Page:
Earthstars and Peacocks.
The belt of trees between the down and the arable field is protected from both the hedgecutter and spray drift by a wide, conservation strip. The grass is long and pale, full of spiders, beetles, bugs, moths, butterfly eggs, mice and voles and – as I walk its length – about a dozen brown hares, their fur soaked with dew. The belt is a thin wood – or a wide hedgerow, whichever way you look at it – and full of fruit. There are sloes, hips and haws, the dripping rubies of guelder rose, dogberries like small blackcurrants, wild privet berries and crab apples. Black buckthorn berries cluster like tiny bunches of grapes along the branches. A field maple is thickly encrusted with lichen the exact same butter-sunshine colour its leaves have turned. Only a closer inspection reveals that both are giving it this vivid colour.
In the scrub on the down, gorse, wild privet and box create warm, waterproof hollows and dens for all sorts of wildlife. A muntjac bombs away, a fox burns away, looking back at me between narrow shoulder blades. Its brush, a little thin at the base, seems to linger while the animal has already gone – the white tip following on like a cigarette in the dark as the fiery chestnut stole is snatched away like a jealous afterthought, as if I were after it. A peacock emerges then, from the cover of this wild, remote place. I am not as surprised as I might be. A small population survives here after being dumped, years ago.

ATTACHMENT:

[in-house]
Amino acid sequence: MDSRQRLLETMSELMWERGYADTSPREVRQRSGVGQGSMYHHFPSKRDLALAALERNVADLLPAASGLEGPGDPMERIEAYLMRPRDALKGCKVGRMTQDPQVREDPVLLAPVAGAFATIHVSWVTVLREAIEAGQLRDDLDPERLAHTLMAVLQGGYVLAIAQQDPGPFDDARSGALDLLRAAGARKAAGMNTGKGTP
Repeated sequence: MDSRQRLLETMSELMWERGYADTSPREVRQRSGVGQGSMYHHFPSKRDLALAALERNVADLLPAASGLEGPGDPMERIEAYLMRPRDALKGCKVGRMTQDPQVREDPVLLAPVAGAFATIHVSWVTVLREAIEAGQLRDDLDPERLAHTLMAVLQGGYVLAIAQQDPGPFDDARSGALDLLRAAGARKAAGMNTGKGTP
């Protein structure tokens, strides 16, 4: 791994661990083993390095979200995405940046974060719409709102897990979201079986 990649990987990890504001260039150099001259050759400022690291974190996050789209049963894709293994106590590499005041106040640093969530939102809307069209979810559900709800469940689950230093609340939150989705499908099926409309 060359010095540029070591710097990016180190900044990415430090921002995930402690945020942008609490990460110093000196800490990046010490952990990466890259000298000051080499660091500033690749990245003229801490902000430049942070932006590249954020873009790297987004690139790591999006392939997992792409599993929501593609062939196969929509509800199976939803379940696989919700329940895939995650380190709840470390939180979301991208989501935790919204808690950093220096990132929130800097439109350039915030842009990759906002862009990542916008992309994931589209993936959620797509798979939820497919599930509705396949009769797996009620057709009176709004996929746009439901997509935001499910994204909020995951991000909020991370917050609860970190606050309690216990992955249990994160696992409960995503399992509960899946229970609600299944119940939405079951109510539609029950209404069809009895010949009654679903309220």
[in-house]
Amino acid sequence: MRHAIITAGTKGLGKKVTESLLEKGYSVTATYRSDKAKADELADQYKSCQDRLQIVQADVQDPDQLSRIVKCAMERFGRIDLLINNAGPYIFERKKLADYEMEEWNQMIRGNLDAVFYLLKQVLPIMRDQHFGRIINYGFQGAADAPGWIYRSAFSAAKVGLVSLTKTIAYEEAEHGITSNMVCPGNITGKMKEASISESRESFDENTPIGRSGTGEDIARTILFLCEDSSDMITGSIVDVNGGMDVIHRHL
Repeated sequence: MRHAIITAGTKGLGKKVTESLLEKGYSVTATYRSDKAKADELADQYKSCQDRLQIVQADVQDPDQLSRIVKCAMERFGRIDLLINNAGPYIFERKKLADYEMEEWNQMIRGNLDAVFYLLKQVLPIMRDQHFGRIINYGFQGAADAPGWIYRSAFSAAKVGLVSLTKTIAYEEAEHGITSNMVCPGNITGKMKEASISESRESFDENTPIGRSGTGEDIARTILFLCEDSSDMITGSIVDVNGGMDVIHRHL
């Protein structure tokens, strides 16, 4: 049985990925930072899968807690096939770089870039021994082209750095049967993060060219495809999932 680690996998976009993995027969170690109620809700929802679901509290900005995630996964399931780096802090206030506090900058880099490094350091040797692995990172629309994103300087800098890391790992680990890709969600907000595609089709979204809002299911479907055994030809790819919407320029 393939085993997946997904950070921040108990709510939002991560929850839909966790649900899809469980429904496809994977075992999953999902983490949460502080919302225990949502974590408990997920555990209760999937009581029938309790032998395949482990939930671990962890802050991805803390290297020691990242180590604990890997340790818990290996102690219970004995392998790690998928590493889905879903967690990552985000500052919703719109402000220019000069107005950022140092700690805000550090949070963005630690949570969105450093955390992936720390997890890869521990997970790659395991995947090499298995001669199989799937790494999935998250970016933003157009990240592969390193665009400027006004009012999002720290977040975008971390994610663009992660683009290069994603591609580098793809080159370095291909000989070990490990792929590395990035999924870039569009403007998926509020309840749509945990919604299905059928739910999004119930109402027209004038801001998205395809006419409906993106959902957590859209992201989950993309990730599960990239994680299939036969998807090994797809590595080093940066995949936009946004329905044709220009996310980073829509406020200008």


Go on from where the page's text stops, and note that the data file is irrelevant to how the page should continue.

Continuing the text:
It walks in self-conscious grace, with a slightly embarrassed air in these wild surroundings, its magnificent, though slightly battered tail trailing behind like a rich, torn, paisley gown slung over a shoulder. I feel I’ve interrupted the morning after last night’s ball.
Further along, I slip on the leaf-covered roots of a beech on the steep wooded down and land on my hands and knees. My thighs and wrists ring from the latent sting of old nettles. For a moment, I crawl because it is easier and, looking down, come face to face with seven earthstars.
A rareish find, these fungi look like cups and saucers. The first layer opens and peels back like a wooden flower revealing a central globe. The pouting sphere puffs a smoke of dry, powdery spores when flicked: dead stars, burnt-out comets, still smoking from the fall. Yet some of the outer ‘petals’ have curled back in their second stage, raising the earthstar up on its own platform, in a gymnastic ‘bridge’ above the leaf litter. Very much alive, they look crab-like, as if they’d been sidling up the hill, and only froze when I found them.
When the night comes, it is clear and cold at last. More redwing, fieldfare, golden plover and woodcock come in from the north, calling down and reorienting my compass. Even past Bonfire Night, there are peacock-bright fireworks, rockets and comets on the hill and laughter. And just along from the car park, into the true darkness, all manner of wilder wonders and mysteries.